Date published: 18 February 2012
North Manchester and Bury Myeloma Support Group Logo
The North Manchester and Bury Myeloma Support Group, which was established in February 2007, will celebrate its fifth birthday on Tuesday 21 February at the Elizabethan suite, Bury Town Hall. All the members of the group will celebrate with a birthday cake with the group’s logo.
The group which supports those with myeloma, their family, carers or friends has significantly increased in numbers since it started in 2007 with 14 members to over 60 now. It continues to extremely active with regular meetings on various subjects on various topics such as developments in treatments, coping with fatigue, disability rights etc.
This year’s programme includes will writing, dietary advice and tai chi. In addition there have been activities to raise the awareness of myeloma, such as the Walk a Mile for Myeloma in Heaton Park last June. There have also been social events such as Christmas Lunch or outing to Chester.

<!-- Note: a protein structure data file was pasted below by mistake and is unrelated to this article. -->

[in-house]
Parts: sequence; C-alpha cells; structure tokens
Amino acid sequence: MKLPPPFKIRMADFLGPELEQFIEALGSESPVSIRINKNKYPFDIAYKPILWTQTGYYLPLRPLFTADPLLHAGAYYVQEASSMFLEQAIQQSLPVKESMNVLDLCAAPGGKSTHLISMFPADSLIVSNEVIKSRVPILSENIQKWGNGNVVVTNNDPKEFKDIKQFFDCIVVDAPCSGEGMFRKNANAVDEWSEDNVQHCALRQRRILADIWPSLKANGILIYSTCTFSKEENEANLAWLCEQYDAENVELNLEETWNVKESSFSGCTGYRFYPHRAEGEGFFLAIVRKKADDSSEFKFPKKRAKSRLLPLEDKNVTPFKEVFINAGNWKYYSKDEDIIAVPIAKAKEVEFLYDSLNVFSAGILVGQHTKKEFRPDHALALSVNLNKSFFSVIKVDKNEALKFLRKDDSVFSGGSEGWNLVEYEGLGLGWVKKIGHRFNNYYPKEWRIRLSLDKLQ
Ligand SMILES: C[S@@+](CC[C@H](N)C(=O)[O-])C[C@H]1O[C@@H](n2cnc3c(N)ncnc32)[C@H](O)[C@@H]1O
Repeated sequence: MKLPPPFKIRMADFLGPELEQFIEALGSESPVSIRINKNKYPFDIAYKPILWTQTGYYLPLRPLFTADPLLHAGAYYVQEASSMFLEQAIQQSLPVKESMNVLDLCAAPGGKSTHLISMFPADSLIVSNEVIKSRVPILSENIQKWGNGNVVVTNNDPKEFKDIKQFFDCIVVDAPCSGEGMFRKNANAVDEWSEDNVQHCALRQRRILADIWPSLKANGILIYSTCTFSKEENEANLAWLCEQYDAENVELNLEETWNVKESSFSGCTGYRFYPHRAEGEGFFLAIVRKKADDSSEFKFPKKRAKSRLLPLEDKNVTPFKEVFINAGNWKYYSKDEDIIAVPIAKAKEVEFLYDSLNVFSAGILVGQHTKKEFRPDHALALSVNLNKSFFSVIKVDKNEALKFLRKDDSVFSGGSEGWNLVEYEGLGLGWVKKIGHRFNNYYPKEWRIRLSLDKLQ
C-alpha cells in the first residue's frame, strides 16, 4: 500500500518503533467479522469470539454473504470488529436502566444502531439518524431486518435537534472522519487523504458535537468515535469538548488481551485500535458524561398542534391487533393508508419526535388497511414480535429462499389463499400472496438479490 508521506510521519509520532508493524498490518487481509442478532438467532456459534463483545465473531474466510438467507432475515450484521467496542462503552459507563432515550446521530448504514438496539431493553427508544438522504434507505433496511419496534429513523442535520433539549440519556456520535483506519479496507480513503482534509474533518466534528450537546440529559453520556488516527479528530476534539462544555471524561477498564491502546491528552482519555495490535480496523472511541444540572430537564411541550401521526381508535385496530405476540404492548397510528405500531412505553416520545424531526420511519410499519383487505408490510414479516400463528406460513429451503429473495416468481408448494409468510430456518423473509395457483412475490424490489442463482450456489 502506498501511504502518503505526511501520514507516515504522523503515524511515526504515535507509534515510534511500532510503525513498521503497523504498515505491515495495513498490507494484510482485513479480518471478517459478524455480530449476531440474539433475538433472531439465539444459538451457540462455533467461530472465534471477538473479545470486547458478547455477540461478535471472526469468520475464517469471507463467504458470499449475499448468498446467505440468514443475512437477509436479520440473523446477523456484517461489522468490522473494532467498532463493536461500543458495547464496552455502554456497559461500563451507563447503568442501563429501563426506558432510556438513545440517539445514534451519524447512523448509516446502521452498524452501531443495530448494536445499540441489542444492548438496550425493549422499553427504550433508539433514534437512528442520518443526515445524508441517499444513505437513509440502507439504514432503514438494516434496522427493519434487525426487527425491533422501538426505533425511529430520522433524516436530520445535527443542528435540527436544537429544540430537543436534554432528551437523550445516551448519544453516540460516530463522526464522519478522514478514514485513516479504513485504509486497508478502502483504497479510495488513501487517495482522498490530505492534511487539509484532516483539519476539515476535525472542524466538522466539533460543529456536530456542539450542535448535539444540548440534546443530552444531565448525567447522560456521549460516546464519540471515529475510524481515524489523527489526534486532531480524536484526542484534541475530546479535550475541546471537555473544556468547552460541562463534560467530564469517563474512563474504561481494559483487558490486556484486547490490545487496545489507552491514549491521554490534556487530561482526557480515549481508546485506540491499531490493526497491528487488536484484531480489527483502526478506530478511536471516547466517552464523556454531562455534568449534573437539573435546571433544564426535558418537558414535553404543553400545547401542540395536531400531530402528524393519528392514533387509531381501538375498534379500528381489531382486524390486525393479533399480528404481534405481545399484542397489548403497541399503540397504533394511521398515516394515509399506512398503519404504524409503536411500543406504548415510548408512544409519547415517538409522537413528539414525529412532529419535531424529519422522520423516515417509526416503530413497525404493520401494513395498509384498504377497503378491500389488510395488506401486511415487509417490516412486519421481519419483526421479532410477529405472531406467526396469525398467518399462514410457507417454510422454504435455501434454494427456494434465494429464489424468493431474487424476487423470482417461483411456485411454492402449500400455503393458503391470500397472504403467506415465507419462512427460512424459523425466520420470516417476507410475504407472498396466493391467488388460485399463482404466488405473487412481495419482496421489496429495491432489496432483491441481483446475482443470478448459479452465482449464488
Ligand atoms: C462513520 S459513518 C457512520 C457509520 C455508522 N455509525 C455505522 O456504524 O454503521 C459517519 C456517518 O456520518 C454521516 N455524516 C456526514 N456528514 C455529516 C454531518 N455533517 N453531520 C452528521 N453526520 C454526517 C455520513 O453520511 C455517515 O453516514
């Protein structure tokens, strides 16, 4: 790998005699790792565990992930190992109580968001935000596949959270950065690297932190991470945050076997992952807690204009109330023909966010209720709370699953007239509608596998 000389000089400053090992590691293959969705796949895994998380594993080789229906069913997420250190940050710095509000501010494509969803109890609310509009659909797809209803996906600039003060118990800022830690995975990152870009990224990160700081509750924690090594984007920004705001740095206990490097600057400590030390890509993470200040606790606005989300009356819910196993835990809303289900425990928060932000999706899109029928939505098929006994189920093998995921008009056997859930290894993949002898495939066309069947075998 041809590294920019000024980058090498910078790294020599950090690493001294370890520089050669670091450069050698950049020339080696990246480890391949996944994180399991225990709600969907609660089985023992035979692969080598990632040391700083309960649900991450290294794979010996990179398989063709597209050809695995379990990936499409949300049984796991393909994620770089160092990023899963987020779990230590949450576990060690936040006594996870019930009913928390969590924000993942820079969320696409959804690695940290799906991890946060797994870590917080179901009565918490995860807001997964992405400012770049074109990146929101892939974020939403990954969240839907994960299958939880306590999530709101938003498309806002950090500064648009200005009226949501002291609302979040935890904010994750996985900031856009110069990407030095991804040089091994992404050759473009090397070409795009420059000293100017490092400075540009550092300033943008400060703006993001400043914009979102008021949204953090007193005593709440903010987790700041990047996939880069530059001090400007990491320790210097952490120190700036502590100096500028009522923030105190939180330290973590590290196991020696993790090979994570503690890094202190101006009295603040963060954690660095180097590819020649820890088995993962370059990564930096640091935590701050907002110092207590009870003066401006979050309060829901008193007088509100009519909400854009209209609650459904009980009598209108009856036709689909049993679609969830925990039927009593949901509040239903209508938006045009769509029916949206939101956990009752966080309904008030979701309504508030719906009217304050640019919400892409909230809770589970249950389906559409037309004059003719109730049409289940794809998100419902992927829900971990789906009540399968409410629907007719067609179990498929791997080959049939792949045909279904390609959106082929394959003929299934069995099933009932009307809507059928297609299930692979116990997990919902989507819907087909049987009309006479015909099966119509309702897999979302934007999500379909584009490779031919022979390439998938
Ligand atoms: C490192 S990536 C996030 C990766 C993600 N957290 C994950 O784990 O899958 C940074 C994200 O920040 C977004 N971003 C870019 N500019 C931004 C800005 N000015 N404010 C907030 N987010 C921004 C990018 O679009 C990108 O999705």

The group also launched its own website www.myeloma-nmb.org.uk and recently developed a newsletter – Myeword.
If you would like more information about the North Manchester and Bury Support Group contact Joan Smith, Secretary on 0161 766 4669 or at email@example.com
• Myeloma is a cancer of the plasma cells. Plasma cells are found in the bone marrow and are responsible for protecting the body against viruses and infections. In Myeloma, a single defective plasma cell (a Myeloma cell) multiplies rapidly, disrupting the immune system and displacing the healthy bone marrow. The Myeloma usually appears in several areas of the body which is why it is sometimes known as multiple Myeloma.
• The most common symptoms include severe pain, bone fractures and fatigue.
• There are nearly 4.000 new cases every year and 15,000 – 20,000 people have Myeloma in the UK at any one time. Myeloma accounts for 15% of blood cancers and 1% of all cancers. It is more common in people over 60 although younger people are now being diagnosed.
• Public awareness of myeloma remains low (only 3% of the population know what it is) despite the fact that it is more common than most individual forms of leukaemia.